what is an eating disorder

What is an Eating Disorder: From Control to Dysfunction

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Nowadays, eating disorders are very common, and even though they sound like eating problems only, the problem is far deeper and more elaborate than mere eating habits.  

These conditions are types of mental issues that involve unhealthy behaviors and thoughts regarding food, and the body’s weight and shape.

People who suffer from eating disorders may worry about food so much that it can prevent them from being productive at work and good at school, and they can’t even bring themselves to enjoy their free time with their colleagues or friends.

About 5% of the population develops an eating disorder in young adulthood and adolescence.

Some eating disorders, such as bulimia nervosa and anorexia nervosa, are more common in women, but the truth is that they may occur at any gender and age.

This extensive article deals with the details revolving around eating disorders, why they occur, who they usually affect, why they are so dangerous, and the problems that can emerge from suffering from an eating disorder.

What is an Eating Disorder?        

An eating disorder is a behavioral condition that involves severe unhealthy eating habits and distressing emotions and thoughts towards food.

This condition can turn into a severe problem that may affect an individual’s social, psychological, and physical functions.

Oftentimes, eating disorders come hand in hand with some psychiatric and anxiety disorders, drug and alcohol abuse problems, and obsessive-compulsive disorder.

Also, it has been noted that heritability and genes play a significant role in the elevated risk for some people to develop an eating disorder, even though some eating disorders may also affect people without a family history of eating disorders.

Eating disorder treatment addresses nutritional, behavioral, and psychological complications, but the consequences can be dire if you don’t get help and treat your problem. 

Fortunately, individuals who suffer from eating disorders have a chance to resume their healthy eating habits if they get the proper care.

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What Are the Symptoms of Eating Disorders?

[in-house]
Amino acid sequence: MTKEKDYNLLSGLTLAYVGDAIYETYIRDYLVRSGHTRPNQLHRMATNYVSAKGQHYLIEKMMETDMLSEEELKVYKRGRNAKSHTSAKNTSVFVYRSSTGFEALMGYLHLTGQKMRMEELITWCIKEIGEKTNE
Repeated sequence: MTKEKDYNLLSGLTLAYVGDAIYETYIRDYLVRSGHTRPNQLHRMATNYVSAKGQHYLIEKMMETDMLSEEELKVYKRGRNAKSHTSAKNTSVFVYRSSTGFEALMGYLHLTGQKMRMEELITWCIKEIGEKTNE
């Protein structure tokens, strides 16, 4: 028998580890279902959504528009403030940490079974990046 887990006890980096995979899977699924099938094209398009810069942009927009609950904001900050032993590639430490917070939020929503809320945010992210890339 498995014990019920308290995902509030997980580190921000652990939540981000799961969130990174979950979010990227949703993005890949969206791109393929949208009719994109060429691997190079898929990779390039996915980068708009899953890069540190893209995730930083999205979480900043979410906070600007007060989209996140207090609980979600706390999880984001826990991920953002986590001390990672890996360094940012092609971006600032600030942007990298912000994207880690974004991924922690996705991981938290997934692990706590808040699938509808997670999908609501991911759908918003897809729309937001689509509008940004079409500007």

The first step toward healing is admitting the problem. 

The range of symptoms and signs of an eating disorder can help easily recognize your issue.

An individual with an eating disorder can’t have all the following signs and symptoms simultaneously, and the warning signs may also change across various eating disorders. 

Here are the most common symptoms that show that you have an eating disorder:

1. Emotional and Behavioral Eating Disorder Symptoms

  1. Control of food, dieting, and weight loss become primary concerns;
  2. Obsession with fats, carbohydrates, calories, weight, dieting, and food;
  3. Rejection to eating certain foods, restrictions against different categories of food, such as carbohydrates or proteins;
  4. Feeling uncomfortable eating around other people;
  5. Food rituals, such as excessive chewing of each bite;
  6. Using extremely small portions or even skipping meals;
  7. New practices with food, cutting out entire food groups (no dairy, no sugar, becoming vegan/ vegetarian);
  8. Withdrawal from routine activities and friends;
  9. Frequent dieting;
  10. Life-threatening concern with the shape and weight of the body;
  11. Mood swings;
  12. Spending too much time in front of the mirror checking the weight-loss progress

2. Physical Symptoms

  1. Noticeable variations in weight;
  2. Stomach spasms and other non-specific abdominal complaints (acid reflux and constipation);
  3. Problem with focusing and concentrating;
  4. Menstrual irregularities;
  5. Inconsistent laboratory findings including low hormone and thyroid levels, anemia, a low number of red and white blood cells, and low potassium levels;
  6. Dizziness;
  7. Fainting;
  8. Constantly feeling cold;
  9. Sleep disorder;
  10. Dental issues, such as tooth sensitivity, cavities, and enamel erosion;
  11. Brittle nails, dry hair, and skin;
  12. Swelling around salivary glands;
  13. Teeth discoloration from vomiting;
  14. Yellow skin color in those who eat too many carrots every day;
  15. Muscle weakness;
  16. Swollen feet and cold hands and feet;
  17. Impaired immune functioning

What are the Types of Eating Disorders?

There are different types of eating disorders.

Depending on the characteristics and the types of symptoms, eating disorders are categorized in:

  1. Anorexia Nervosa;
  2. Bulimia Nervosa;
  3. BED (Binge Eating Disorder);
  4. ARFID (Avoidant restrictive food intake disorder);
  5. OSFED (Other specified feeding and eating disorder);
  6. Pica;
  7. Rumination disorder                                   

1. Anorexia Nervosa

Anorexia nervosa includes excessive weight loss and self-starvation, so people struggling with it are too slim for their age and height.

This type of eating disorder is considered a severe illness and causes the highest mortality rate of all psychiatric diagnoses.

Individuals with anorexia nervosa practice an unhealthy dieting behavior as they are afraid of becoming fat.

Some people who suffer from anorexia claim that they try to gain weight, but they do everything to lose weight.

For instance, these people consume small portions of low-calorie foods and practice strenuous running sessions or exercise routines.

Some individuals with anorexia nervosa occasionally binge eat and purge by vomiting or using laxatives.

1.1 Subtypes of Anorexia Nervosa

According to the way people with anorexia nervosa behave around food, the disorder is further classified as: 

Binge-eating/purging type: People binge eating or/and practice purging behaviors;

Restricting type: People lose weight by excessive exercising, fasting, or dieting.

Due to purging behaviors and starvation, people with anorexia nervosa can develop the following symptoms: